3.599.284
3.542,589


5.302.377 47.3 | ,.6s 19.33 23.3
i,358.50 23.o 2 .17 1 23.95 -0.9


2.76 17.737 1.93 209.390 1, 238.80h 14.0 1.81 41185.983 1.91 5.387.288 22.8 20.95 22.56 7.7
15.791 122.53917956 .7-965.7"5 --3.722,95 25.5 2.20 V.5.0 -.
1.076 ?5.255 30.374 20.3 520,802 b54.596 25.7 o20.62 21.55 ".5
8r70 ,59b 60,'47 1.8 899.436 1.010,397 12.3 14.bO lb.71 14.5 0

2.93 18.874 9.35 S,01b,4 8.7 1,IO2.143 8.4 11.11 26.493,704 IO.lb 28,705.097 2. b o.07 26.04 -0.1-
1. 1.729 2.9 317, 11 2.93 341 1b.2 J.3 7b 93 3.12 8 297 80 23. 2391 --.b
229 89,749 101.369 12.9 2.192.0b7 2.5814.256 179 2U.42 25.49 U.4
418 38.775 1,783 15.5 179.957 9e18.31 17.8 20.11 20.52 2.0
26 298 342 14.s 9.980 11.1,l 11.9 33.49 32.64 -2.5
455 b7.648 68,827 1.7 1.672,150 1.731.932 3.6 24.72 25.16 1.8
34 8.679 9.033 4.1 129,535 168I,759 30.3 14.93 13.63 25.1
7.722 91.015 117,108 23.7 2,23449 2.832.882 26.8 24.55 24.19 -1.5
2.535 20.,977 26,959 28.5 47.955 562.490 25.6 21.35 20.36 -2.3
1.11 7.125 6.44 b99.304 5.14 733.722 4.9 7.98 19.027.21 7.04 19.894.800 4.6 27.21 27.11 -0.4-

1.1 9 00 2 .5 .
2,602 326.860 349,740 7.0 9,48,o4 9,959,104 5.1 29.oo 29.489 -3.-
36250 348.252 2.4 8.586.928 8.886.92 25.24 25.52 1.1
S6,2 '012 12.4 216,306 249,517 15.1 34.66 35.58 2.7
25.95 ,718 10.7 743,931 799,217 7.4 28.67 27.83 -2.9
53.28 21.95 2.385.738 22.01 2.766130 15. 22. 53.1.255 22.6 63.77731 20.0 22.28 23.06 3.5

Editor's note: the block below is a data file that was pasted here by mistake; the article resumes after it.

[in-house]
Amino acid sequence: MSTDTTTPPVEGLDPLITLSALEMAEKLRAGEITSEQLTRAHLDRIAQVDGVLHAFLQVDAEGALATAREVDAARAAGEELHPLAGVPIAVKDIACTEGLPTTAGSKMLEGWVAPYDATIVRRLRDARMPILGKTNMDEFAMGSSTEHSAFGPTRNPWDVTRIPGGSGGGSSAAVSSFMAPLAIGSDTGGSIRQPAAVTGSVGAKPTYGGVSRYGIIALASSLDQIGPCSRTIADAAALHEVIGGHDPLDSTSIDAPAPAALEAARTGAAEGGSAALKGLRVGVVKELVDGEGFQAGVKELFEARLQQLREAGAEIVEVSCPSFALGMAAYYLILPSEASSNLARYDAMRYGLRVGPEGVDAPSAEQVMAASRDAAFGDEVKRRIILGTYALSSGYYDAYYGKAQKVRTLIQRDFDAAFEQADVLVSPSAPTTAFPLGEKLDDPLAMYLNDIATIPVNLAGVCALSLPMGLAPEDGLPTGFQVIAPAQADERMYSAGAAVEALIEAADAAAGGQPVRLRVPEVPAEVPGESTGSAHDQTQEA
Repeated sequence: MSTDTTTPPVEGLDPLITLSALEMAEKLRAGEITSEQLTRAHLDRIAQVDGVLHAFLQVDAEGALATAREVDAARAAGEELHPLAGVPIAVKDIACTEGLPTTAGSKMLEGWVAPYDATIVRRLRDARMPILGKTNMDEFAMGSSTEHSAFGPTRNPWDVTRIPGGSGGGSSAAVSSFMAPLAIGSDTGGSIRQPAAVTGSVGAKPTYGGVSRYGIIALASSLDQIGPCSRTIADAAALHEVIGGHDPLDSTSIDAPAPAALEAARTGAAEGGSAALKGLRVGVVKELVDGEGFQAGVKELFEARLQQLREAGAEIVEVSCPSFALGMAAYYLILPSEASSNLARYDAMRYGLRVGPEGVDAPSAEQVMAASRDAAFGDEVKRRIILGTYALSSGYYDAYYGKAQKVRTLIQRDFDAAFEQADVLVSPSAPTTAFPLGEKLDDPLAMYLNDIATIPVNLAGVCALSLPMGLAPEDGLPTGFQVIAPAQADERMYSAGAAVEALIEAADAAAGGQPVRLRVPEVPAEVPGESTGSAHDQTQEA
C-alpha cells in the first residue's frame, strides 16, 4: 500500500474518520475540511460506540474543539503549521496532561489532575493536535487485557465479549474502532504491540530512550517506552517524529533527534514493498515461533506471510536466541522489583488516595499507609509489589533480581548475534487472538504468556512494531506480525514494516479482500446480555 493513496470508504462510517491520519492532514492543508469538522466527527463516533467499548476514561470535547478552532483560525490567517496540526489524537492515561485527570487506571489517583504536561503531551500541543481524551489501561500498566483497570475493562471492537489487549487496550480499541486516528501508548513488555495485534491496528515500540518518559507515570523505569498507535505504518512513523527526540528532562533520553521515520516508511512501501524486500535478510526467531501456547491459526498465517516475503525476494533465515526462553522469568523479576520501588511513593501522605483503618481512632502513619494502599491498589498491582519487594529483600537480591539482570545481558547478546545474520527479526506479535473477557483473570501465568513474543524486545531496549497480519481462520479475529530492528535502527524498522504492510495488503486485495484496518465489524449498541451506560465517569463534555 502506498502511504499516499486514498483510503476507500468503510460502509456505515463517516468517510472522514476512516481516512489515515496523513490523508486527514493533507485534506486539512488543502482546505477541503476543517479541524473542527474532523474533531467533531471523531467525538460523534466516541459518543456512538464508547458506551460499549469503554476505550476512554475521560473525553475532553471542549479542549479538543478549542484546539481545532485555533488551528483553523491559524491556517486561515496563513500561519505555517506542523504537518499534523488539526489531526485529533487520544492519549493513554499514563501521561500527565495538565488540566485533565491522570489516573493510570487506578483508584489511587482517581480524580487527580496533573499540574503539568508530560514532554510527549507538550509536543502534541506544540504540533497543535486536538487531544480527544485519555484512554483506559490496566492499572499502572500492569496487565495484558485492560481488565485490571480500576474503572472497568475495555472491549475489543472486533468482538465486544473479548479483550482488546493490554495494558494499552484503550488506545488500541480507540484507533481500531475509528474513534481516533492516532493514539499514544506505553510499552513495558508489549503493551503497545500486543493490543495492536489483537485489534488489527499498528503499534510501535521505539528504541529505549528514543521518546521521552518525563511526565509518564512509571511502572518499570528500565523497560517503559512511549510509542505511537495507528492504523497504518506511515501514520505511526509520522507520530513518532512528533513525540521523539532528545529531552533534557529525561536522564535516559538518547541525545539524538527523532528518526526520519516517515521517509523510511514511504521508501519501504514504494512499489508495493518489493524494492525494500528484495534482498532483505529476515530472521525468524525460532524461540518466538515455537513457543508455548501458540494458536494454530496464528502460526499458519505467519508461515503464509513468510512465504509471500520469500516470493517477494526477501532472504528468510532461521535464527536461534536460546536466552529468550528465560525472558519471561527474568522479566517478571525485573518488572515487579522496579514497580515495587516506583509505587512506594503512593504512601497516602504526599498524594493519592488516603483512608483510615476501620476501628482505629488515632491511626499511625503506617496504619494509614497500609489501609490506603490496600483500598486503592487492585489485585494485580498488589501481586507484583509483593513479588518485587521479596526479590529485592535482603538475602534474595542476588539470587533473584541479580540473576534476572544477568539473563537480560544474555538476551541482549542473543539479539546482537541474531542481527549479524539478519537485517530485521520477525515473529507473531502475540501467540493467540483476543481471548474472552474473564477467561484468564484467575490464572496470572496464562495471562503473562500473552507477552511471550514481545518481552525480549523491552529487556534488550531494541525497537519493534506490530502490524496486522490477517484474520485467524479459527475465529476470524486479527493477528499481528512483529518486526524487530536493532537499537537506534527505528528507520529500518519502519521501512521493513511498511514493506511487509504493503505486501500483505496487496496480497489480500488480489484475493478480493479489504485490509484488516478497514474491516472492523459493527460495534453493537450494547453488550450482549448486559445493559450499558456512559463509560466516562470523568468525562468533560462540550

jai02 7.5 291 .
.83 ~ 50 .336 5.85 b35,757 25.15 724.169 1 1.9 7.71 1 ,374 900 3.4t 1 .:1o0.3525 14.4 2 .9. 2 O-- 2.3-
2.720 1, 4M g4352 9 983.350 -- Luc.10 43- F3? -2:-
3.347 3.027 .4371 12.4 1,265.711 1,525.624 20.5 29.2 31.54 7.2
13.14 181.520 201,693 11.1 4,757.256 5.365.387 12.7 26.21 26.60 1.5
01 35604 40,509 13.8 1.077.122 1.22 8.862 14.1 30.2 30.34 0.3
2.39.773o.1
4:215 85.723 101,862 18.8 2,514.825 2.69,077 124.1 29.3 28.17 -4.0
17,96 211.040 244,983 16.1 6.090.392 7.116.774 16.9 23.86 29.05 0.7
5. 4742 52,399 10.5 1,686,244 1.892.200 12.2 35.56 36.11 1.5
45.45 22,275 16.10 1.79.9g1 16.29 2.041.961 16.7 114.58 34,770.3 i 15.10 42.676,961 22.7 19."7 20.90 5.2


17.79
3.58
9.08
9.08 |


181737
511.510
1.696
1999
27.679
13-.5
27:236
27.vs21


2bb,244
79.2681
260.934
&U6.879
120,887
.151.235
170.9

8.132
114 .663
17h-7rNM


316.251
90.210

14,135
1111.135

200.291
911,266
132.16
196.67


18.8
13.8
11.2

21.9
17.11

11.3
1S.9
12.?


]lIN.3T7 394 42i86'4i T 3.97 -- IMg 1 .W ~ : 3T
55.1280 b.35 6B9.S6O 6.10 810.602 17.6 | 4.66
122.718 1 5.81 631.777 5.83 1731.9110 15.9 I 6.53


4,907.661
1,620.1114
6,960.252
4.1126.911
992,032

3:34l!4:
2,365,51.0

1.920 997
1.553.090
2.672.4M8
4.10g.7M


3,080.172
11.126.048
15.563.1135


3. 4
11.90
6.74


b.000.231
1.937.352
B.759.206
5.213.505
1.11.0.156
.030.830
2.345.23B
1.827.077
1, BIT OTt
3.als.3Ts
h.7W.WO


9,7614,660
13.85.049
19.058.252


22.3
19.6
27.7
19.3
15.2
2B.1
22.7
22.1
17.6
20.11
2q.2


20.;2
26.29
17.93
5.21
15.611
19.96
19.59
23.59
13.68
23.31
21. M


1B.97
21.117
8I.55
10.20
16.111
20.47
211.60
2U.U
19.66
24.30
A2.m


13.35 19.55 3.7
16.13 I17.09 1 6.0
24&.63 26A0 5.7


industry Groupa


6.0
5.7


I


--g i F mg gJ